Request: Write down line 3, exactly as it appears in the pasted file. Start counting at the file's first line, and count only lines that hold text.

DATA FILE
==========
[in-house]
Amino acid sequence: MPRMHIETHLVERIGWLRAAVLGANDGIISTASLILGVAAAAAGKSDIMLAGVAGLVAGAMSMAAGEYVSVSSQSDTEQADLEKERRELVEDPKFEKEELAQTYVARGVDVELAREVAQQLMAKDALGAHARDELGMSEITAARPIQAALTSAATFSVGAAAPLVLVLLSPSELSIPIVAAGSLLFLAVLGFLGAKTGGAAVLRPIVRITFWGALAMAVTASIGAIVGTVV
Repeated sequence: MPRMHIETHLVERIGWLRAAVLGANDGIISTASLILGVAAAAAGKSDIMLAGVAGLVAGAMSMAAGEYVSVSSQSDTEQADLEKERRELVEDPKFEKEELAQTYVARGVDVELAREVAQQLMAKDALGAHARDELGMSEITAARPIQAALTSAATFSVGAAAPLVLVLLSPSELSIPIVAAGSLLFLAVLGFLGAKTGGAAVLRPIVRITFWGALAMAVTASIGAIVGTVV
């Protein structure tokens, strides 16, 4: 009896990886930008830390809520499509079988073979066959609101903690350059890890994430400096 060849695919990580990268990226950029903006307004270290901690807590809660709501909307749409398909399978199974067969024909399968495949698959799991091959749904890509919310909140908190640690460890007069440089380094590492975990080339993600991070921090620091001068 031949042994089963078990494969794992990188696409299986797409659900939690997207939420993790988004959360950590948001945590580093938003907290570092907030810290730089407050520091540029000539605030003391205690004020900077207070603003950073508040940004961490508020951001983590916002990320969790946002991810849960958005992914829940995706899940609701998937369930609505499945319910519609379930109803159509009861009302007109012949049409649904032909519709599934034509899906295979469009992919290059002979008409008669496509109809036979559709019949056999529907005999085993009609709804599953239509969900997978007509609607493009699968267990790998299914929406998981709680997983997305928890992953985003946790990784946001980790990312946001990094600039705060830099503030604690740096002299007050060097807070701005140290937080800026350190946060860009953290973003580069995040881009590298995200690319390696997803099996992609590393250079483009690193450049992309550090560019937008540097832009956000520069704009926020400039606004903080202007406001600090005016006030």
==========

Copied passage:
Repeated sequence: MPRMHIETHLVERIGWLRAAVLGANDGIISTASLILGVAAAAAGKSDIMLAGVAGLVAGAMSMAAGEYVSVSSQSDTEQADLEKERRELVEDPKFEKEELAQTYVARGVDVELAREVAQQLMAKDALGAHARDELGMSEITAARPIQAALTSAATFSVGAAAPLVLVLLSPSELSIPIVAAGSLLFLAVLGFLGAKTGGAAVLRPIVRITFWGALAMAVTASIGAIVGTVV